Greek yogurt has taken a huge chunk of the Québec yogurt market and now comes in a wide variety of brands and flavours. Creamy and high in protein Greek yogurt differs from "regular" yogurt by its creamy texture. The difference is due to the manufacturing process, which removes a portion of the liquid from the yogurt, leaving a solid, high-protein residue. For the same portion size, Greek yogurt has twice the protein of regular yogurt. This process also gives the yogurt a creamy taste even though it is made from skim milk. A premium price Because liquid is removed, the production of Greek yogurt requires three to four times the amount of milk as traditional yogurt, which justifies its higher price. High nutrient value The technique Greek-yogurt manufacturers use to remove water from the milk before producing the yogurt has an effect on its nutritional value. For example, the traditional drip technique results in the loss of some of the calcium and lactose contained in the milk, whereas a different technique preserves these two nutrients. The table below compares various plain Greek yogurt brands on the market. The table uses the "fat free" variety when available, or the lowest-fat version if a company does not produce a “fat free” product. Nutritional Value of Plain, Fat-free Greek Yogurt Compared to Regular Yogurt Per 175 g (175 ml or 3/4 cup) Protein (g) Carbohydrates (g) Calcium (% DV*) Vitamin D (% DV*) Plain, regular yogurt2 8 12 30% 0 to 35% Astro Original, plain, fat free 18 7 49% 0% President’s Choice 18 12 50% 0% Damafro1 14 6 40% 0% Iögo Greko1 (Ultima Foods) 17 7 45% 30% Liberty 20 6 15% 0% Oikos (Danone) 18 7 20% 0% Skotidakis 18 12 50% 0% * percentage Daily Value; that is, the percentage of the amount you need daily 1 fat-free not available: the ana Continue reading >>
Yogurt May Reduce Type 2 Diabetes Risk
A new study led by Harvard School of Public Health (HSPH) researchers found that higher consumption of yogurt was associated with a reduced risk of type 2 diabetes. Other forms of dairy were not found to offer similar protection. Drawing on health data from more than a 100,000 participants in three long-running studies —the Health Professionals Follow-Up Study (1986 to 2010), Nurses’ Health Study (1980 to 2010), and Nurses’ Health Study II (1991 to 2009) — the researchers found that a daily serving of yogurt was linked to an 18% lower risk of type 2 diabetes. Senior author Frank Hu, professor of nutrition and epidemiology, told Forbes that the mechanisms behind this finding “are not well understood at this point. One hypothesis is that the probiotics in yogurt may help to improve insulin sensitivity and reduce inflammation, but this hypothesis needs to be tested in randomized clinical trials.” The study’s lead author was doctoral student Mu Chen. Dairy consumption and risk of type 2 diabetes: 3 cohorts of US adults and an updated meta-analysis (BMC Medicine) Yogurt may cut type 2 diabetes risk (Forbes) Continue reading >>
What's The Best Yogurt For People With Diabetes?
Yogurt, typically made from cow's milk (however, nowadays there are many alternatives), is a source of carbohydrate which is also full of good bacteria, calcium, and protein. If you have diabetes, yogurt can be a smart food choice; however, the trick is to know which kind of yogurt to choose and which to skip out on. What to Look for in a Yogurt In the best kinds of yogurt, you get a good balance of protein and carbohydrate, along with calcium and healthy probiotics. You also don't get a lot of added sugar, additives, food coloring, or saturated fat. Choosing a low-fat or non-fat yogurt version can help you to reduce your total calorie intake as well as keep your saturated fat (the type of fat that increase bad LDL cholesterol) low. In addition, since yogurt is a source of carbohydrate, you'll want to choose a yogurt that is low in added sugars such as fruited yogurts or those yogurts with added granola, or other toppings that are rich in sugar. Therefore, it's best to choose plain, low-fat yogurt. If you need to add sweetness, top your yogurt with some berries or peaches. Frozen varieties can make your yogurt seem "syrup-y", too, for more fiber and less added sugar. Greek Yogurt vs. Regular Yogurt Greek yogurt is regular yogurt that's been strained, removing some of the whey and leaving behind a thicker, more protein-rich yogurt. Greek yogurt is readily available in regular grocery stores; find it in the refrigerated dairy section. Regular yogurt provides 5 grams of protein per 6-ounce serving, while Greek yogurt provides up to 20 grams, depending on the brand. Because it has more protein, Greek yogurt has about 1/3 the carbohydrate of regular yogurt. And, because lactose is a source of carbohydrate in dairy products, this means that many people find Greek yogurt easie Continue reading >>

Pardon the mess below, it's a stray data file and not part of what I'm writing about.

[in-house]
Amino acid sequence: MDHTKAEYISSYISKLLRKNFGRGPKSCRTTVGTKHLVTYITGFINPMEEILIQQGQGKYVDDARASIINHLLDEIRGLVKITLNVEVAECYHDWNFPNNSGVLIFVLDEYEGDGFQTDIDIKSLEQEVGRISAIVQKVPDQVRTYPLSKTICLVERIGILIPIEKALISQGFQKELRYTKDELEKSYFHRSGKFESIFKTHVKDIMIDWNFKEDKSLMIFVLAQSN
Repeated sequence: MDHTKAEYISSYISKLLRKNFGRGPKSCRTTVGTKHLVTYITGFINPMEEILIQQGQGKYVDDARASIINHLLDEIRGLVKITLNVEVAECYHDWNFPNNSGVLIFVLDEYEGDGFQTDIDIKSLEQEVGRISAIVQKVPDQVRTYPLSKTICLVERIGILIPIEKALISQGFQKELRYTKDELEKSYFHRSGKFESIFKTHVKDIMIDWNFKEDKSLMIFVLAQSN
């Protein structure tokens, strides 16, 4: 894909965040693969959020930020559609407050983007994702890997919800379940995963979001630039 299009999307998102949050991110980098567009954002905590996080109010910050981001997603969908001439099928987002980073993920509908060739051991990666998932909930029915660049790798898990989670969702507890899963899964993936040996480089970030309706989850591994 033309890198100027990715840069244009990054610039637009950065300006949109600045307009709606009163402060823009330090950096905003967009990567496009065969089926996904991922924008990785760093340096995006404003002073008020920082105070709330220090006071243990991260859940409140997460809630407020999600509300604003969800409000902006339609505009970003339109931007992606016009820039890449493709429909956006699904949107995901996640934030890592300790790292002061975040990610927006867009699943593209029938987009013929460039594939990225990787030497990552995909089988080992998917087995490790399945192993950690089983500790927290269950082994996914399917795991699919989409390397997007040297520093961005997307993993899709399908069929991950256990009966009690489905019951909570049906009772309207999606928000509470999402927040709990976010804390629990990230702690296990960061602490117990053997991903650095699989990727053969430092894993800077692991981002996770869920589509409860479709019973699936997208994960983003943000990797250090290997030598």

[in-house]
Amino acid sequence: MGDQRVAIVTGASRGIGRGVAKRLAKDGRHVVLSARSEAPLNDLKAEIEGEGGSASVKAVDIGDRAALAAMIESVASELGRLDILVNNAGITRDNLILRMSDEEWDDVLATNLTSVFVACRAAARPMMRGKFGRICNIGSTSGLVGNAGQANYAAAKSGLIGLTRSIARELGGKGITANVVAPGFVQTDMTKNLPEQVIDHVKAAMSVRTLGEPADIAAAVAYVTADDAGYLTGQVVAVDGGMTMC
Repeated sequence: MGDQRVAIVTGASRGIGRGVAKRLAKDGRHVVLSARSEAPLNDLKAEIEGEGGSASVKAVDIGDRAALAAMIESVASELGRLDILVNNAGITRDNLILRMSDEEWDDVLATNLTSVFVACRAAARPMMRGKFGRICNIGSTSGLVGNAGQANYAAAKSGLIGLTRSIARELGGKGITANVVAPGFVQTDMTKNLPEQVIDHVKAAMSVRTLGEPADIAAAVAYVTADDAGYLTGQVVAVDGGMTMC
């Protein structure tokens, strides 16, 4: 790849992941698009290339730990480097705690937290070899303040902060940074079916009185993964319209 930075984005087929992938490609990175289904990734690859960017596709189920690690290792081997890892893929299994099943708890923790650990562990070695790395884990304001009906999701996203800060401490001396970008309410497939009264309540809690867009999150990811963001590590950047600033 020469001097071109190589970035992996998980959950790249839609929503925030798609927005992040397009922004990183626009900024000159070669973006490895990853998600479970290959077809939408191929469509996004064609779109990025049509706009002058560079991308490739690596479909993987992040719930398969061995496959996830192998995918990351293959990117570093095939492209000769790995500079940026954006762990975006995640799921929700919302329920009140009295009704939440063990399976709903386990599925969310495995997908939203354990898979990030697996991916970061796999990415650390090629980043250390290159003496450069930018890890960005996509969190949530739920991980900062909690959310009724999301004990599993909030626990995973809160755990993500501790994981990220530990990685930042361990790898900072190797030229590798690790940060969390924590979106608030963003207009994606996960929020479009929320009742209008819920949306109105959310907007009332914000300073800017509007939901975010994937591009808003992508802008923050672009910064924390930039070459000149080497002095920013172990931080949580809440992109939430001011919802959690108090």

Can Diabetics Eat Yogurt?
Diabetes, a metabolic disorder that disrupts insulin production, affected 23.6 million Americans in 2007, according to the American Diabetes Association. Diabetes requires dietary adjustments to keep blood sugar levels within an acceptable range. High blood sugar levels can damage blood vessels, including those in the eyes and kidneys. Diabetics can eat any food, as long as they incorporate it into their daily carbohydrate allowance. Video of the Day Diabetic Food Plan Every diabetic should follow a food plan designed specifically for them. Overweight diabetics will follow a reduced-calorie eating plan which also limits daily carbohydrates. Diabetic diets generally restrict carbohydrate intake to a certain number of carbohydrates per meal or per day. Although complex carbohydrates such as whole grains add more nutritional value than simple sugars found in sweets, you can eat sweets in moderation, as long as your carbohydrate count remains within limits. People on a 1,600- to 2,000-per-day calorie level, for example, can eat eight starches per day, according to the National Institute of Diabetes and Digestive and Kidney Disorders. The nutritional value of yogurt depends on the type you eat. Full-fat Fage plain Greek yogurt contains 20 grams of fat, 31 percent of your daily fat intake, and 16 g of saturated fat, 80 percent of your daily intake, while its 2 percent contains 4 g of fat, 3 g from saturated fats. Fage fat-free brand has no fat at all. Fage plain 2 percent yogurt has 8 g of carbohydrate compared to 19 g, all from sugar, for the strawberry flavor. Dannon’s Fruit on the Bottom strawberry contains even more sugar, 28 g. A serving also contains approximately 6 to 17 g of protein, depending on the type of yogurt and container size. Yogurt supplies an excellent so Continue reading >>